On a daily basis, think of someone, anyone, you truly care about: a parent, sibling, best friend, or romantic partner. Let your mind be immersed by a feeling of love, of wishing well for that person. Allow compassion, the act of wishing freedom from suffering, to dominate your thoughts about him or her.

Practice this for 10-20 minutes a day. You don’t need to sit in a dark room with incense burning, like that image of the guru. Simply find a quiet, comfortable place—whether it be in your office, on the bus, on a park bench, taking a walk. After some practice, extend this feeling to others, and continue the practice until all living beings are incorporated, including those you might not like as much. AND, most importantly, include yourself in such compassionate thinking.

You might also try to just sit for 20 minutes and focus on your breathing—the air rushing in and out, or the rising and falling of your chest. Try to let everything leave your mind except the focus on breathing. You might also say the number “one” each time you exhale; this sets the stage for focused attention. It also will help your body relax. It may sound hokey, but it works. Try it!

Then, proceed to the exercise on compassion, as you have now set the stage for mindfulness meditation and loving compassion.

Two Important And Related Ideas:

a) Getting Rid Of Judgments

Think about judgments, and whether or not they are helpful to you. Judgments are short-cut ways of describing something, and they often just end up exaggerating emotions unnecessarily. This is not to say we should not pay attention to our values; it’s just that when you’re working on meditation, you want to calm yourself from the harsh opinions that stir up emotion. For example, you might say, “That was an awful movie,” but this statement does not convey much. What you really mean is, “In my experience, that is not a movie that I liked because it had too much violence, and ended in a predictable way.” Perhaps someone else would have enjoyed the movie.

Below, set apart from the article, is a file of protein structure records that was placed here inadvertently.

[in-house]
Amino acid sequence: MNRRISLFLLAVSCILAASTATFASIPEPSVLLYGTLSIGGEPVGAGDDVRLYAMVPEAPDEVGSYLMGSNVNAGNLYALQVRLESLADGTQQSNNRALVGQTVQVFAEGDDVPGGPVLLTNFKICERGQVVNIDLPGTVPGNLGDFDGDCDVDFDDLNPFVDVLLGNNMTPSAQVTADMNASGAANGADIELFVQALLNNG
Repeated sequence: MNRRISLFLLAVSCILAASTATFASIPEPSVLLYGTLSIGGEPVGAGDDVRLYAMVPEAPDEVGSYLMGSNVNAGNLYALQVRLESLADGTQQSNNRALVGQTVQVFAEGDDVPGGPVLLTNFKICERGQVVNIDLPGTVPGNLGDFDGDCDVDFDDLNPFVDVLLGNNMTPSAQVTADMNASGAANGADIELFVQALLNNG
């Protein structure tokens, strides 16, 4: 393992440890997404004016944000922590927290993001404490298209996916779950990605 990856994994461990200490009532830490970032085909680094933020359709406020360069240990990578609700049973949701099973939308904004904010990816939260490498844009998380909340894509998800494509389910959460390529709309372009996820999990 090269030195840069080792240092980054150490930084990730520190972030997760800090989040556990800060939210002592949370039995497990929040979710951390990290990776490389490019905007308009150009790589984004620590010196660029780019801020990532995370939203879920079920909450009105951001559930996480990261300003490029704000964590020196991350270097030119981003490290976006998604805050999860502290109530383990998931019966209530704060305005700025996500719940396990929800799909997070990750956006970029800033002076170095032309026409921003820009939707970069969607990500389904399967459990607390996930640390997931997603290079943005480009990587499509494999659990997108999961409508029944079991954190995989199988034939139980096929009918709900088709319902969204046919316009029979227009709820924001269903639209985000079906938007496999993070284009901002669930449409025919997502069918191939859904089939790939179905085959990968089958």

Describing without judging is firstly just describing: “The movie had a lot of violence, and many people were shot.” Then, state the impact it had on you: “And, as I don’t like violent movies where people get shot, I thought it was awful.”

Practice Point:

Many people feel they are not judgmental, so here is a small exercise. If you’re conservative, spend 30 minutes a day watching MSNBC; make note of the judgments that arise. Conversely, if you’re liberal, watch a Fox talk show and notice your judgments. We all have them! Next, to try to find the truth in what the political pundit is saying, particularly when you vehemently disagree. This may not seem like a meditative experience, but it helps free your mind for clarity and mindful meditation without judgments clouding your experience. We all judge ourselves and others; however, what we ultimately want to achieve is self-acceptance. We are who we are right now, regardless of where we came from. And, we need to move on.

b) Thoughts Are Not Facts

All of us struggle at times with separating thoughts and facts. You might think, “I am a terrible person,” and therefore think it to be true. Or, you might say, “I am really stupid,” and state it as fact. If it truly were the case that you’re stupid, then there would be little you could do—there is no cure to date for stupidity. However, saying instead, “What I did was a stupid thing,” and thereby separating the “stupid thing” you did from “being stupid,” you have a chance to then work on ensuring that in the future, you don’t do that “stupid thing” again.

Mindfulness allows you to notice the thought that you are having, and label it as simply a thought (not necessarily a fact). In this way, you’re able to tune in to some of the things we do automatically without realizing the problems they can cause.

Bottom Line

Emotions, judgments, racing thoughts, thoughts of the future or past, and many other experiences are all functions of an active brain doing what it does. Many of these thoughts and feelings simply seek to make our lives more difficult. However, it really doesn’t matter what happened in your past, whether you had minor problems or major ones, like living through a home with, say, domestic violence and trauma.

The way out, the way to alleviate some of the suffering you’re enduring is through mindfulness. There’s no better time to start than the present—take a breath and begin to see the world anew!

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Ellen Braaten, PhD

Ellen Braaten, PhD

Ellen Braaten, PhD, is executive director of the Learning and Emotional Assessment Program (LEAP) at  Massachusetts General Hospital (MGH), an associate professor of psychology at Harvard Medical School, and former co-director for the MGH Clay Cente...

To read full bio click here.